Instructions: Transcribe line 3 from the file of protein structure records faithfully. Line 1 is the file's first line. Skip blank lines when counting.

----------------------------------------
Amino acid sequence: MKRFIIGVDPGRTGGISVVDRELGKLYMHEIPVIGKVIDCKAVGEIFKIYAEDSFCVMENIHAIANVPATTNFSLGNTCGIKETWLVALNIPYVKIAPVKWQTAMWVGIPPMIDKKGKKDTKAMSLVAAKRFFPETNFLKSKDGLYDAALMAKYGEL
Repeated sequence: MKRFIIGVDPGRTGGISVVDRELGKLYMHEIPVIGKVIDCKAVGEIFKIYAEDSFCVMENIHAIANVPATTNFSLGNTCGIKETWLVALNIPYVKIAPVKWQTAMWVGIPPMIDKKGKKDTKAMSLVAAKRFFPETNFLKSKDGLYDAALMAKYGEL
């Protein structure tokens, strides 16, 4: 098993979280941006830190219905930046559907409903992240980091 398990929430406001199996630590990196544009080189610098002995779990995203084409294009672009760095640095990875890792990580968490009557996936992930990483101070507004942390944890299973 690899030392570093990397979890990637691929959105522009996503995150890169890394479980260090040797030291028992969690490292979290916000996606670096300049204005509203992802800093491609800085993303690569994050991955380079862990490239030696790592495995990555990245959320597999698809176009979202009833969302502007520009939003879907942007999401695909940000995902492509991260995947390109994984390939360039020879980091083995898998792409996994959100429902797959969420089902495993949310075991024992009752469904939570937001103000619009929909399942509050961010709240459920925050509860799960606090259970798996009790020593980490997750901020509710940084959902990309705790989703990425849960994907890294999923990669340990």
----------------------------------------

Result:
């Protein structure tokens, strides 16, 4: 098993979280941006830190219905930046559907409903992240980091 398990929430406001199996630590990196544009080189610098002995779990995203084409294009672009760095640095990875890792990580968490009557996936992930990483101070507004942390944890299973 690899030392570093990397979890990637691929959105522009996503995150890169890394479980260090040797030291028992969690490292979290916000996606670096300049204005509203992802800093491609800085993303690569994050991955380079862990490239030696790592495995990555990245959320597999698809176009979202009833969302502007520009939003879907942007999401695909940000995902492509991260995947390109994984390939360039020879980091083995898998792409996994959100429902797959969420089902495993949310075991024992009752469904939570937001103000619009929909399942509050961010709240459920925050509860799960606090259970798996009790020593980490997750901020509710940084959902990309705790989703990425849960994907890294999923990669340990």